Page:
ARlogo Annu. Rev. Astron. Astrophys. 1990. 28: 37-70
Copyright © 1990 by Annual Reviews. All rights reserved

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6.3 Solar System Dust

Primitive meteorites, interplanetary dust particles (IDPs), and cometary dust provide some information regarding interstellar grains, although all solar-system dust has been significantly processed, both chemically and physically, since having been in the pre-solar system molecular cloud. For reviews on the various types of objects, see (14, 15, 82).

Meteorites are almost entirely asteroidal in origin, since cometary meteoroids cannot survive entry into the Earth's atmosphere. Most meteorites have undergone obvious metamorphism, with carbonaceous chondrites being most primitive. One of this class, the Murray meteorite, has tiny SiC inclusions showing isotopic anomalies (8, 186) proving an interstellar origin. The small amount of carbon in primitive meteorites is mostly poorly ordered, not graphitic, but tiny (ca. 25 Å) diamonds are present (97). It is difficult to imagine a solar system origin for these, so diamond bonding in interstellar carbon is strongly indicated. Meteoritic silicates are much more crystalline than the interstellar varieties, showing that meteorites must have been much warmer than interstellar temperatures. Graphite, if originally present, could have been lost by chemical reactions with water and hydrogen.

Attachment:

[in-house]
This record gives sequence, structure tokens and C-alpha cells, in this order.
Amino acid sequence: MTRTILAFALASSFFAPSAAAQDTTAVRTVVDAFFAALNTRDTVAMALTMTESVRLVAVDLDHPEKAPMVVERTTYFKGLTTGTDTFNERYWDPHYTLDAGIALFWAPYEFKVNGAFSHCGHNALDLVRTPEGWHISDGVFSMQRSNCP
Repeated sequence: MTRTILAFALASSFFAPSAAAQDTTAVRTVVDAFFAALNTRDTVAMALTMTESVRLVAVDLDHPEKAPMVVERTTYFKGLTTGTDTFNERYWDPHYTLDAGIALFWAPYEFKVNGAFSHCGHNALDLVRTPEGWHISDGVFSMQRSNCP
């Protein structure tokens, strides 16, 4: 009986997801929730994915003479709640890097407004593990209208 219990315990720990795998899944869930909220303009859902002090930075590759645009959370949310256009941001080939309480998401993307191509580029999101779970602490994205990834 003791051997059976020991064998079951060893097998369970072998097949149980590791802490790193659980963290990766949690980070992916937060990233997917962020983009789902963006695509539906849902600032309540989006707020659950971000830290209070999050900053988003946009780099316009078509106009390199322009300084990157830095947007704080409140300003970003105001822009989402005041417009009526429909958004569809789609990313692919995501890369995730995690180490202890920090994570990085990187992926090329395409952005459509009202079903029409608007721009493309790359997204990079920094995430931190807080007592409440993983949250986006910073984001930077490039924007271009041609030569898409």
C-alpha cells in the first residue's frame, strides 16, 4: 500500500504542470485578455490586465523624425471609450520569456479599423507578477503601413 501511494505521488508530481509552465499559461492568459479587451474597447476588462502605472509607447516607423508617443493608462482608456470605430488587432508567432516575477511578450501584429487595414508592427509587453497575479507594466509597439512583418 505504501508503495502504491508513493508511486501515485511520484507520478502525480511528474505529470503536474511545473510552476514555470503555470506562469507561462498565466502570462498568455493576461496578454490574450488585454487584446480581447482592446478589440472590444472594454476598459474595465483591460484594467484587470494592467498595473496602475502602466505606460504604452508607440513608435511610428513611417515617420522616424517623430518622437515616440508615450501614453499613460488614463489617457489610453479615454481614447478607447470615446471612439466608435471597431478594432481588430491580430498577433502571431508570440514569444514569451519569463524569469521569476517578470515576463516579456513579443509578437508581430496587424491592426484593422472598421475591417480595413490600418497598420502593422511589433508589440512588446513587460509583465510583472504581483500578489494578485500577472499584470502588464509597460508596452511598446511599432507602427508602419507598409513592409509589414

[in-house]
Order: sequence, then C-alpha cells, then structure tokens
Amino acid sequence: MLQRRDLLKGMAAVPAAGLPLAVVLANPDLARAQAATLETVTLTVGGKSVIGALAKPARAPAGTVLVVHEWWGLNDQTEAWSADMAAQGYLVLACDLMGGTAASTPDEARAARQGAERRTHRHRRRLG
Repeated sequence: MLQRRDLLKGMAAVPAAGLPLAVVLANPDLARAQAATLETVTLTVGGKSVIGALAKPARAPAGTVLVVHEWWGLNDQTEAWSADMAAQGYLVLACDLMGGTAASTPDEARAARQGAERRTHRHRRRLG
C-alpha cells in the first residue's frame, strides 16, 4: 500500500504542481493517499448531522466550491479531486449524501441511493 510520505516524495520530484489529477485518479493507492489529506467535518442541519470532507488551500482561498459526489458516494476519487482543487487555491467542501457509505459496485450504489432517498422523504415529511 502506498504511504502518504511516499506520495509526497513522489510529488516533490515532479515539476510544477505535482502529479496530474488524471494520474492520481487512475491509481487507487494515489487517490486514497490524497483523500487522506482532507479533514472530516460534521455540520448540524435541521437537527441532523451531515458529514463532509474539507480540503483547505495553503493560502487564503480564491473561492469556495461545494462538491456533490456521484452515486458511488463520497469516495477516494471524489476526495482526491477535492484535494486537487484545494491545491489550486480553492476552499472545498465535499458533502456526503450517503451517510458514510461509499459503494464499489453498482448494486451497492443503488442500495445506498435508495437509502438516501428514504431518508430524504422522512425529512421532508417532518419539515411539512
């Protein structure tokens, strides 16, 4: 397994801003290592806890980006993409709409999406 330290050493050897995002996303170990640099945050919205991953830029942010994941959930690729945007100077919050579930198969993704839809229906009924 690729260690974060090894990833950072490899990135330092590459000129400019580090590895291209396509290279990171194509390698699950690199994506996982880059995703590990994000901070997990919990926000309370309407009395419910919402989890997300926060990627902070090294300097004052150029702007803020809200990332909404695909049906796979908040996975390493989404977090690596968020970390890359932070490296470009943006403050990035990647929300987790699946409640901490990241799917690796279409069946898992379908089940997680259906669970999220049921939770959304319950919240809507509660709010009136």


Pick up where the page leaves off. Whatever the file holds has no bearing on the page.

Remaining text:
IDPs are both cometary and asteroidal in origin, with the cometary being more primitive and, therefore, relevant to interstellar dust. Some cometary IDPs, collected from high-flying aircraft, are a few microns in size, with a very fragile, open structure consisting of submicron mineral grains, stuck together into an open matrix (see e.g. (14, 15). Their silicates have been annealed to crystalline forms (143), with the types of minerals similar to those observed in cometary dust. Some of the carbon, poorly ordered but aromatic in nature, occurs as submicron grains. There is also carbon coated onto the silicate materials. Some IDPs have relatively large D/H ratios (185), suggestive of molecular clouds.

The crystalline structure of cometary silicates shows that even cometary dust has been fairly heavily modified from the original interstellar dust. There are whole particles consisting of volatile material containing C, H, O, and N (``CHON''), with little refractory material within; there are also low-density silicate and carbonaceous grains. Meteoroids (mostly cometary) entering the upper atmosphere have densities of 0.01-1 gm cm-3, so the fluffy refractory particles are common in comets and are probably present in interstellar dust at least deep within molecular clouds.

In summary, solar system material shows that (a) small particles can survive all of the rigors of the ISM after formation in a supernova; (b) grains form large structures deep inside molecular clouds, with voids possibly packed with ices; and (c) there was heating and associated chemical processing which took place before the formation of comets, possibly in the molecular cloud material.

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